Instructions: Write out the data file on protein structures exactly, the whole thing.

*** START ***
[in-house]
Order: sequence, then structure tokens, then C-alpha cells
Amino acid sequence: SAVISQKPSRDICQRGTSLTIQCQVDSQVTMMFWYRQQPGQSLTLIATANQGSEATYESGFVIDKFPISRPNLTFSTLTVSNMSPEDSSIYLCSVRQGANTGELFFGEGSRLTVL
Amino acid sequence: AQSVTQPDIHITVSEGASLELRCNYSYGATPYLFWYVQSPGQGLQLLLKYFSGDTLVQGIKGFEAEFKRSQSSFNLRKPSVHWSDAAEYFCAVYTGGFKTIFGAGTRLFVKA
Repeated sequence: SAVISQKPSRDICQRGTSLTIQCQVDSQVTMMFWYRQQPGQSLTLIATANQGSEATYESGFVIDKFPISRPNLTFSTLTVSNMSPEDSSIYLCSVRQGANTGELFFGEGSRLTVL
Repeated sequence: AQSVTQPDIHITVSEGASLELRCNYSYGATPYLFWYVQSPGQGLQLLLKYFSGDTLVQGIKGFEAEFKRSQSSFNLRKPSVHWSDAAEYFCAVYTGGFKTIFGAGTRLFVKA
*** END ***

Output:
[in-house]
Order: sequence, then structure tokens, then C-alpha cells
Amino acid sequence: SAVISQKPSRDICQRGTSLTIQCQVDSQVTMMFWYRQQPGQSLTLIATANQGSEATYESGFVIDKFPISRPNLTFSTLTVSNMSPEDSSIYLCSVRQGANTGELFFGEGSRLTVL
Amino acid sequence: AQSVTQPDIHITVSEGASLELRCNYSYGATPYLFWYVQSPGQGLQLLLKYFSGDTLVQGIKGFEAEFKRSQSSFNLRKPSVHWSDAAEYFCAVYTGGFKTIFGAGTRLFVKA
Repeated sequence: SAVISQKPSRDICQRGTSLTIQCQVDSQVTMMFWYRQQPGQSLTLIATANQGSEATYESGFVIDKFPISRPNLTFSTLTVSNMSPEDSSIYLCSVRQGANTGELFFGEGSRLTVL
Repeated sequence: AQSVTQPDIHITVSEGASLELRCNYSYGATPYLFWYVQSPGQGLQLLLKYFSGDTLVQGIKGFEAEFKRSQSSFNLRKPSVHWSDAAEYFCAVYTGGFKTIFGAGTRLFVKA